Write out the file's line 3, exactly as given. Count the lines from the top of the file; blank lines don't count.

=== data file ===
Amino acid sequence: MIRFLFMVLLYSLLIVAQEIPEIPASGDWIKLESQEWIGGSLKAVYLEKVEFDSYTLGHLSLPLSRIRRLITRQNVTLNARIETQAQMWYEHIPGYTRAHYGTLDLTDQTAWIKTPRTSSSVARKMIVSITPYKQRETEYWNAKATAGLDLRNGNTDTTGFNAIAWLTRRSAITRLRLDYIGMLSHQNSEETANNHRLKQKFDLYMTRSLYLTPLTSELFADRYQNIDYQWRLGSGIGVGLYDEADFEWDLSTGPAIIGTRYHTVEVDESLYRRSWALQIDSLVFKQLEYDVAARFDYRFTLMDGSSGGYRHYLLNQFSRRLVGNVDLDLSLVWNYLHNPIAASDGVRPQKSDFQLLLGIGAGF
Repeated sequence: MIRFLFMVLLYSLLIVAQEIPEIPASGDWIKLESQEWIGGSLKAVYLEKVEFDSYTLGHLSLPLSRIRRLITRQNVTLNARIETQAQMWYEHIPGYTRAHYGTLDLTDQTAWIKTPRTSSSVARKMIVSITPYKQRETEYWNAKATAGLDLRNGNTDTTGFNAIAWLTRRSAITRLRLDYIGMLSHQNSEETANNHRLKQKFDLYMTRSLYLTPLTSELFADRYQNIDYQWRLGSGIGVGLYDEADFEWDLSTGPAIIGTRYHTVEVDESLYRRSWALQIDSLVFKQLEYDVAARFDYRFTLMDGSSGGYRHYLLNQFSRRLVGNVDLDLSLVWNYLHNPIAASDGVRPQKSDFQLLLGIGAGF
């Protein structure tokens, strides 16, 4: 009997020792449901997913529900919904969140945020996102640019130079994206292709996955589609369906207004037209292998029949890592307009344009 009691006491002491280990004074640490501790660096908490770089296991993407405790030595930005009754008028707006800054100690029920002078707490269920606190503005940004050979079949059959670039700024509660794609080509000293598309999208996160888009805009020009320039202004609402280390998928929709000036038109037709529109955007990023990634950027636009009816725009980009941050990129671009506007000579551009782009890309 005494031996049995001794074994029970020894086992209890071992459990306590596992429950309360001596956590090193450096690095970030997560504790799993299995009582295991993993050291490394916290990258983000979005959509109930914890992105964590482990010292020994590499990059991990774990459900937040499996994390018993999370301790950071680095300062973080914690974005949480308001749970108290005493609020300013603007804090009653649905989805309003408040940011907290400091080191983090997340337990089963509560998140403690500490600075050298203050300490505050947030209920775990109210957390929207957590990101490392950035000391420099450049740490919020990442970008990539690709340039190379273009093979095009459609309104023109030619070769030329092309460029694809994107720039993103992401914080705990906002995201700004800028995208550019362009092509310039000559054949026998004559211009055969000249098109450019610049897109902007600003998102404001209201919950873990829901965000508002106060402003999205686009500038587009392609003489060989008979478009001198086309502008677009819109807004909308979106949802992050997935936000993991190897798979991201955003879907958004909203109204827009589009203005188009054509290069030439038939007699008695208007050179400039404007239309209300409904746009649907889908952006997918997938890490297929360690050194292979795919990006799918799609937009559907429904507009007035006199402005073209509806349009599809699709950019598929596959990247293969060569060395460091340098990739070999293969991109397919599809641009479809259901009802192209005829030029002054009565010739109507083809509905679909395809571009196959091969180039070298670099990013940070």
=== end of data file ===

């Protein structure tokens, strides 16, 4: 009997020792449901997913529900919904969140945020996102640019130079994206292709996955589609369906207004037209292998029949890592307009344009 009691006491002491280990004074640490501790660096908490770089296991993407405790030595930005009754008028707006800054100690029920002078707490269920606190503005940004050979079949059959670039700024509660794609080509000293598309999208996160888009805009020009320039202004609402280390998928929709000036038109037709529109955007990023990634950027636009009816725009980009941050990129671009506007000579551009782009890309 005494031996049995001794074994029970020894086992209890071992459990306590596992429950309360001596956590090193450096690095970030997560504790799993299995009582295991993993050291490394916290990258983000979005959509109930914890992105964590482990010292020994590499990059991990774990459900937040499996994390018993999370301790950071680095300062973080914690974005949480308001749970108290005493609020300013603007804090009653649905989805309003408040940011907290400091080191983090997340337990089963509560998140403690500490600075050298203050300490505050947030209920775990109210957390929207957590990101490392950035000391420099450049740490919020990442970008990539690709340039190379273009093979095009459609309104023109030619070769030329092309460029694809994107720039993103992401914080705990906002995201700004800028995208550019362009092509310039000559054949026998004559211009055969000249098109450019610049897109902007600003998102404001209201919950873990829901965000508002106060402003999205686009500038587009392609003489060989008979478009001198086309502008677009819109807004909308979106949802992050997935936000993991190897798979991201955003879907958004909203109204827009589009203005188009054509290069030439038939007699008695208007050179400039404007239309209300409904746009649907889908952006997918997938890490297929360690050194292979795919990006799918799609937009559907429904507009007035006199402005073209509806349009599809699709950019598929596959990247293969060569060395460091340098990739070999293969991109397919599809641009479809259901009802192209005829030029002054009565010739109507083809509905679909395809571009196959091969180039070298670099990013940070």